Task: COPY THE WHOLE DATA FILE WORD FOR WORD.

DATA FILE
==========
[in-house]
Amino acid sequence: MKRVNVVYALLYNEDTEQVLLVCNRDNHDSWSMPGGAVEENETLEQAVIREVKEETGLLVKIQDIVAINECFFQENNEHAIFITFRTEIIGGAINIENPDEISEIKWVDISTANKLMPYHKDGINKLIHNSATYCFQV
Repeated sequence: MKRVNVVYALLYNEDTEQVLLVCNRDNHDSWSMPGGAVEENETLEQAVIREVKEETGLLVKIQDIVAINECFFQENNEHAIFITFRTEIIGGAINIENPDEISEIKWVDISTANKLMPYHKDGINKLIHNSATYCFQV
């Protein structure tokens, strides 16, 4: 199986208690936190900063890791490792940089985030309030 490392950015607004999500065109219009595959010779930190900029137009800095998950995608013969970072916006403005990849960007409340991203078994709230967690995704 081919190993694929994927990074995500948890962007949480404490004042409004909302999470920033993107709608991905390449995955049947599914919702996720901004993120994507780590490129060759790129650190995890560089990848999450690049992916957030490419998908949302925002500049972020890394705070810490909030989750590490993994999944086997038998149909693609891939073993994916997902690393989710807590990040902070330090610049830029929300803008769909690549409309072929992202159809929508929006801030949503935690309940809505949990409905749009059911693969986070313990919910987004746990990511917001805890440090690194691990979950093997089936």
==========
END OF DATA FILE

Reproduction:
[in-house]
Amino acid sequence: MKRVNVVYALLYNEDTEQVLLVCNRDNHDSWSMPGGAVEENETLEQAVIREVKEETGLLVKIQDIVAINECFFQENNEHAIFITFRTEIIGGAINIENPDEISEIKWVDISTANKLMPYHKDGINKLIHNSATYCFQV
Repeated sequence: MKRVNVVYALLYNEDTEQVLLVCNRDNHDSWSMPGGAVEENETLEQAVIREVKEETGLLVKIQDIVAINECFFQENNEHAIFITFRTEIIGGAINIENPDEISEIKWVDISTANKLMPYHKDGINKLIHNSATYCFQV
């Protein structure tokens, strides 16, 4: 199986208690936190900063890791490792940089985030309030 490392950015607004999500065109219009595959010779930190900029137009800095998950995608013969970072916006403005990849960007409340991203078994709230967690995704 081919190993694929994927990074995500948890962007949480404490004042409004909302999470920033993107709608991905390449995955049947599914919702996720901004993120994507780590490129060759790129650190995890560089990848999450690049992916957030490419998908949302925002500049972020890394705070810490909030989750590490993994999944086997038998149909693609891939073993994916997902690393989710807590990040902070330090610049830029929300803008769909690549409309072929992202159809929508929006801030949503935690309940809505949990409905749009059911693969986070313990919910987004746990990511917001805890440090690194691990979950093997089936």